Section 2. Take some time to help students consider the deep, personal sacrifice that Angela is making for her children. What are the factors that have put her in this position and what are other possible solutions? Ask students to write a letter as if they were Angela to Jennifer or to Quincy that explains the choice she made.

Section 3. The film takes place in 2028. How did the filmmakers make the time period seem both futuristic and recognizable to us today? What were the effects of some of the choices they made?

Section 4. While there is little information provided about it in the film, what do students think brother Quincy’s life will be like? How will it be different from Jennifer’s?

Section 5. Notice that we only see only a very little bit of the outside of the school and housing of the private, restricted areas. Why do you think the filmmakers chose to keep us from seeing too much of this? What is the effect of this on the viewer? Is Jennifer really going to be better off? Why or why not?

Section 6. Ask students to make a list of ways that Jennifer’s school is similar and different from their own school or schools in their community. Is the portrayal exaggerated, and if so, is the exaggeration effective?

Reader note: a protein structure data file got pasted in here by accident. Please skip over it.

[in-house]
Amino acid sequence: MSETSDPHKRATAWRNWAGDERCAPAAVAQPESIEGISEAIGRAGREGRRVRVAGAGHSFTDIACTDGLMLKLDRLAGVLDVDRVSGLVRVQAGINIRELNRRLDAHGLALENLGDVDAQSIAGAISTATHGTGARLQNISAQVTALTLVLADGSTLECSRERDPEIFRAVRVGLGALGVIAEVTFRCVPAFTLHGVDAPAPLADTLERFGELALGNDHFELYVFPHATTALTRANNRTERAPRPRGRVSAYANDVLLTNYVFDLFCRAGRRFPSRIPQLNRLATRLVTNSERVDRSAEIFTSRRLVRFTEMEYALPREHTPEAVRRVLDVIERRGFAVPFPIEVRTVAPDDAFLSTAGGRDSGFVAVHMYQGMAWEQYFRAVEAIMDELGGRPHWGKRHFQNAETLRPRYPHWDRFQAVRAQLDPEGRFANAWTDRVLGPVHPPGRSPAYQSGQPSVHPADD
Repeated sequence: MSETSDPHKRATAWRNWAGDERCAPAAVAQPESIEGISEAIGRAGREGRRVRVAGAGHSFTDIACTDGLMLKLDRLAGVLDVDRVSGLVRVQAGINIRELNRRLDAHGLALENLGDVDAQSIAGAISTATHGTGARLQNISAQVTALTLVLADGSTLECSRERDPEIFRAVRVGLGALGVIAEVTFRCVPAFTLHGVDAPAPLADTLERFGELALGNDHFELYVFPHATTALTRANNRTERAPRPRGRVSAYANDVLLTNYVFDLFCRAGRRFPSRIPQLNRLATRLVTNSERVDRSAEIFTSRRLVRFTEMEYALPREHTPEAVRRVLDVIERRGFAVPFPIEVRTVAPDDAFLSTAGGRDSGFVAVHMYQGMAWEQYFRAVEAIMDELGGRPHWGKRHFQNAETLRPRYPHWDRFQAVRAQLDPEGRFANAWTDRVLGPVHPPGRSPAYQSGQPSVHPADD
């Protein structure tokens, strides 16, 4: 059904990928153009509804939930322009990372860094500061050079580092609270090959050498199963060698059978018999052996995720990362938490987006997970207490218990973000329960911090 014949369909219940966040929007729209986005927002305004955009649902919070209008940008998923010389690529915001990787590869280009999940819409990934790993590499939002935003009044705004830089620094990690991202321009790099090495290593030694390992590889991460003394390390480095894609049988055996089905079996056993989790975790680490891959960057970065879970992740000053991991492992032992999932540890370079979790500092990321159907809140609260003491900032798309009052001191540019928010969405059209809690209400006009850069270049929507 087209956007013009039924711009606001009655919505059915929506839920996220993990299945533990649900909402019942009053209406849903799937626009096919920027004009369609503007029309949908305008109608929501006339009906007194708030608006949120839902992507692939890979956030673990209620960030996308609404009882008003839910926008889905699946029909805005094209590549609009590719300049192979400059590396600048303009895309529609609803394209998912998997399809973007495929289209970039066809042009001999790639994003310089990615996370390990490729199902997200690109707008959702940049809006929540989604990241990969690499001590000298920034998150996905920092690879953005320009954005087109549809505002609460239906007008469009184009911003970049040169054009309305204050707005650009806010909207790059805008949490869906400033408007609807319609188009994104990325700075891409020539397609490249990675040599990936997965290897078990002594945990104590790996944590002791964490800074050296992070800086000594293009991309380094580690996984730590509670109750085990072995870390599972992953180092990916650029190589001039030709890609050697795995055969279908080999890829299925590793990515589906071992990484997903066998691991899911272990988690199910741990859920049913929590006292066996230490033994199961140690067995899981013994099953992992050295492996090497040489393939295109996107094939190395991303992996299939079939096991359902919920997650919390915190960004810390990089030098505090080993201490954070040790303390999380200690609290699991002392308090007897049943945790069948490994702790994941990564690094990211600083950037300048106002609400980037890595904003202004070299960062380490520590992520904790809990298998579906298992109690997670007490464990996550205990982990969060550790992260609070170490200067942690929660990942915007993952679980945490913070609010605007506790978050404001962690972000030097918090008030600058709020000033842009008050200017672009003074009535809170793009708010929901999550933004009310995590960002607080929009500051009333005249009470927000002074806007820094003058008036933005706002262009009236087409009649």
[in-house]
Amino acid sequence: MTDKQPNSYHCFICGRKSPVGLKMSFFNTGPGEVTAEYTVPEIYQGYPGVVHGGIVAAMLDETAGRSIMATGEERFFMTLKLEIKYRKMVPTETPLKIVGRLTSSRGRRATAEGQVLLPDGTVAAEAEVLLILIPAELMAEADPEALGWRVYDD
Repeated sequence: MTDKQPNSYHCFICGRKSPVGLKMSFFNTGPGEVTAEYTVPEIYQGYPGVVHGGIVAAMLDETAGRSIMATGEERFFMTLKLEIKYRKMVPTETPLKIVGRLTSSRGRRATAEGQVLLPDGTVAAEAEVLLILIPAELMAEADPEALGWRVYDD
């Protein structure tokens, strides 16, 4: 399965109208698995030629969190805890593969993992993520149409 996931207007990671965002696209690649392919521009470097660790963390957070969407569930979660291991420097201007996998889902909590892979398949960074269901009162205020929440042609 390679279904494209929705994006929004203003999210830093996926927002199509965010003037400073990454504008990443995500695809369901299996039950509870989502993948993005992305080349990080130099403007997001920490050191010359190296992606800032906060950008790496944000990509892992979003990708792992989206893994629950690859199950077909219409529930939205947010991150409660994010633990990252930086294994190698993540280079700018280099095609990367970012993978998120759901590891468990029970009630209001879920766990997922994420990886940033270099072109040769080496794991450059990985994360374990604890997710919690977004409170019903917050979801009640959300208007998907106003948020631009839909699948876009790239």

ASSESSMENT (10 minutes)

Have students write a diary entry from the point of view of Jennifer a week or two after her arrival in her new school, in which she compares her new life with her old. Be sure that the entry draws on specific evidence that the film presents, as well as appropriate inferences about how you imagine the new school would look like, based on the information included in the film.

If you have additional time for this assessment, you may want to have students create a PowerPoint of Jennifer’s first days at the new school with contrasting images of her old school. Students could create their own images or they can access legally acquired photographs at


Using their cell phones, students can make a film or a slide show of still images that document the conditions of their own school. They should focus on exploring a single topic: overcrowded classrooms, cafeteria food, athletics, cliques or social groups, etc. Be sure that students acquire these images ethically and that they receive permission from anyone who is recognizable in their film. It would also be advisable to alert your school administration about this activity.